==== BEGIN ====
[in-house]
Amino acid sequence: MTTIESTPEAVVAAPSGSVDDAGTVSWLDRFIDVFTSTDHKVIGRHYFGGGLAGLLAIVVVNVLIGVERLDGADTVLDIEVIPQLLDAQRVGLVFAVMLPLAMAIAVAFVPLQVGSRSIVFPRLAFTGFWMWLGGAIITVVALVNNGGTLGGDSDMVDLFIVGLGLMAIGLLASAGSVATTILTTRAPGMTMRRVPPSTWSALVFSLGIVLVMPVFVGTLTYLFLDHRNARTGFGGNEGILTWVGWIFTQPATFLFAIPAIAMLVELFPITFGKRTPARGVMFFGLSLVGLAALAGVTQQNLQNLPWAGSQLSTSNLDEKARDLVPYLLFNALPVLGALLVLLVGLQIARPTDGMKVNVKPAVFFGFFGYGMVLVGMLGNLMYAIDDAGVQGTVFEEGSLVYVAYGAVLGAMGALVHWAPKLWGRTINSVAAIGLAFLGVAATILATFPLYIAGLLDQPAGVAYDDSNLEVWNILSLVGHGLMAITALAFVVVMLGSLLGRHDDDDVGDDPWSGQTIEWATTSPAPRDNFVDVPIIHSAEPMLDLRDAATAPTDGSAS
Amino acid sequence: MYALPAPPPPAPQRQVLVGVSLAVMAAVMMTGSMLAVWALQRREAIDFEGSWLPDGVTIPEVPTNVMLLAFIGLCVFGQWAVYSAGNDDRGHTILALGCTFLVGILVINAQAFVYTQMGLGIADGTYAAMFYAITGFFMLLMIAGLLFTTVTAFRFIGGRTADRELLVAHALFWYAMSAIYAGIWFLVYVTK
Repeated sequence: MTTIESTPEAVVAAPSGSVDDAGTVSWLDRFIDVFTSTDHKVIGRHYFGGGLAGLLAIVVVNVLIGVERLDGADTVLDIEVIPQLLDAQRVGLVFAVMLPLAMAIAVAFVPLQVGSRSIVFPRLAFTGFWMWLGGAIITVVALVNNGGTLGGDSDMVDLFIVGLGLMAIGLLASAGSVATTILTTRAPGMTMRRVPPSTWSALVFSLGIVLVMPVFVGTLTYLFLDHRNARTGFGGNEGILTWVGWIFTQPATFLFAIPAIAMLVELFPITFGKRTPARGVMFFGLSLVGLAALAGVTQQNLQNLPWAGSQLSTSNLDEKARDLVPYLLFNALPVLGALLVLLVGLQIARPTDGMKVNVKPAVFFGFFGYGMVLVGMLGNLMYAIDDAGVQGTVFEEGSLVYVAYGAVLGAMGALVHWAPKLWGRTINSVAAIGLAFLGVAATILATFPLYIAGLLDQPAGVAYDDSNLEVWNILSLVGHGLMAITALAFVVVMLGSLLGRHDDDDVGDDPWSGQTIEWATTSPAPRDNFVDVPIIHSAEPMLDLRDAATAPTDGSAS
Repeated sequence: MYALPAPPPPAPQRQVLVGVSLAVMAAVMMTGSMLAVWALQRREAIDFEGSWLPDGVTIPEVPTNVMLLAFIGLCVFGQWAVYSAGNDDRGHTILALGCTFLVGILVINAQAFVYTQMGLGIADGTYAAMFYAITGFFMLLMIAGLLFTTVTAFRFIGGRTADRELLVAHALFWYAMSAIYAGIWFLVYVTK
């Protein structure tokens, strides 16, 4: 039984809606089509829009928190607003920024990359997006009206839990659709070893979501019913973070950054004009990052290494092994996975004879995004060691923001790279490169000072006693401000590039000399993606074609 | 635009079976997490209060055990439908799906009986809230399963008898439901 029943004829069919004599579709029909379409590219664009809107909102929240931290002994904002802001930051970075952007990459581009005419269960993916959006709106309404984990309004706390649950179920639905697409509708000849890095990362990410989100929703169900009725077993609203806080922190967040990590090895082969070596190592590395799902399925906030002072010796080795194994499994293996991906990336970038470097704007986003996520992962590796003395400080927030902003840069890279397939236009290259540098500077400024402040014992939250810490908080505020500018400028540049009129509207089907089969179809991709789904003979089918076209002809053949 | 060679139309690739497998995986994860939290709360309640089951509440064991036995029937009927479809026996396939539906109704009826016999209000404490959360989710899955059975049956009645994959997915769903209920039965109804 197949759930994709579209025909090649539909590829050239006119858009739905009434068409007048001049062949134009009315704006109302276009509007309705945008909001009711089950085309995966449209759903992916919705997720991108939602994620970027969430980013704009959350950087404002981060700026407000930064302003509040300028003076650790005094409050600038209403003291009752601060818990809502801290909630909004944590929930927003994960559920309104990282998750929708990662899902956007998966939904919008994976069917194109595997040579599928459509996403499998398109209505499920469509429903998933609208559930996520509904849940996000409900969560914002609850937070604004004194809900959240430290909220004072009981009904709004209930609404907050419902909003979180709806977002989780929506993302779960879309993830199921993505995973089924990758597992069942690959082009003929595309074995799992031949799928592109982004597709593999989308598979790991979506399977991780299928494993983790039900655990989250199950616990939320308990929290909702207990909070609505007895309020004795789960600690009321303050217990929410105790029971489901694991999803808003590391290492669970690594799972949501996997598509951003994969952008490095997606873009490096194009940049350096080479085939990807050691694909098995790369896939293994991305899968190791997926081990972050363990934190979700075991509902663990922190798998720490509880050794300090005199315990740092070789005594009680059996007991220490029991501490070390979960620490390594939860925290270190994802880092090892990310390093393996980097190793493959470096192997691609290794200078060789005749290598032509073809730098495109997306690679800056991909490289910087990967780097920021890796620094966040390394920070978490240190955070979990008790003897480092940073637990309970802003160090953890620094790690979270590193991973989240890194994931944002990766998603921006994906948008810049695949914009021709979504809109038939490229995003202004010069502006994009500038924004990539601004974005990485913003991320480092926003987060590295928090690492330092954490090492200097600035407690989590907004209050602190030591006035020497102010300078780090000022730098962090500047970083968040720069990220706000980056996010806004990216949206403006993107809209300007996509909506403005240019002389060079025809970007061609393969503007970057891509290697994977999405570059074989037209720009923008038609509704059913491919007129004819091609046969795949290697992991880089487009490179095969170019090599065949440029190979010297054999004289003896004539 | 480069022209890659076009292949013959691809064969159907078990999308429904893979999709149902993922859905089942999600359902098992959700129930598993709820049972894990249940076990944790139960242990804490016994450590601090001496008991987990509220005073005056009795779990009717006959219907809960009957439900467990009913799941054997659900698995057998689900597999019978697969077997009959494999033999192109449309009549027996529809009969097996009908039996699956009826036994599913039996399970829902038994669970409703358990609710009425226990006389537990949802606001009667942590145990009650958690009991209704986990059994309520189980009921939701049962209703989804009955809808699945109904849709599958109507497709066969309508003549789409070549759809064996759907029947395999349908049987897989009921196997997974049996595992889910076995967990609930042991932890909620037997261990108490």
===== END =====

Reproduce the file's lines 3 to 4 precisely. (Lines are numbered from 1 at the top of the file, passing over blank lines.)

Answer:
Amino acid sequence: MYALPAPPPPAPQRQVLVGVSLAVMAAVMMTGSMLAVWALQRREAIDFEGSWLPDGVTIPEVPTNVMLLAFIGLCVFGQWAVYSAGNDDRGHTILALGCTFLVGILVINAQAFVYTQMGLGIADGTYAAMFYAITGFFMLLMIAGLLFTTVTAFRFIGGRTADRELLVAHALFWYAMSAIYAGIWFLVYVTK
Repeated sequence: MTTIESTPEAVVAAPSGSVDDAGTVSWLDRFIDVFTSTDHKVIGRHYFGGGLAGLLAIVVVNVLIGVERLDGADTVLDIEVIPQLLDAQRVGLVFAVMLPLAMAIAVAFVPLQVGSRSIVFPRLAFTGFWMWLGGAIITVVALVNNGGTLGGDSDMVDLFIVGLGLMAIGLLASAGSVATTILTTRAPGMTMRRVPPSTWSALVFSLGIVLVMPVFVGTLTYLFLDHRNARTGFGGNEGILTWVGWIFTQPATFLFAIPAIAMLVELFPITFGKRTPARGVMFFGLSLVGLAALAGVTQQNLQNLPWAGSQLSTSNLDEKARDLVPYLLFNALPVLGALLVLLVGLQIARPTDGMKVNVKPAVFFGFFGYGMVLVGMLGNLMYAIDDAGVQGTVFEEGSLVYVAYGAVLGAMGALVHWAPKLWGRTINSVAAIGLAFLGVAATILATFPLYIAGLLDQPAGVAYDDSNLEVWNILSLVGHGLMAITALAFVVVMLGSLLGRHDDDDVGDDPWSGQTIEWATTSPAPRDNFVDVPIIHSAEPMLDLRDAATAPTDGSAS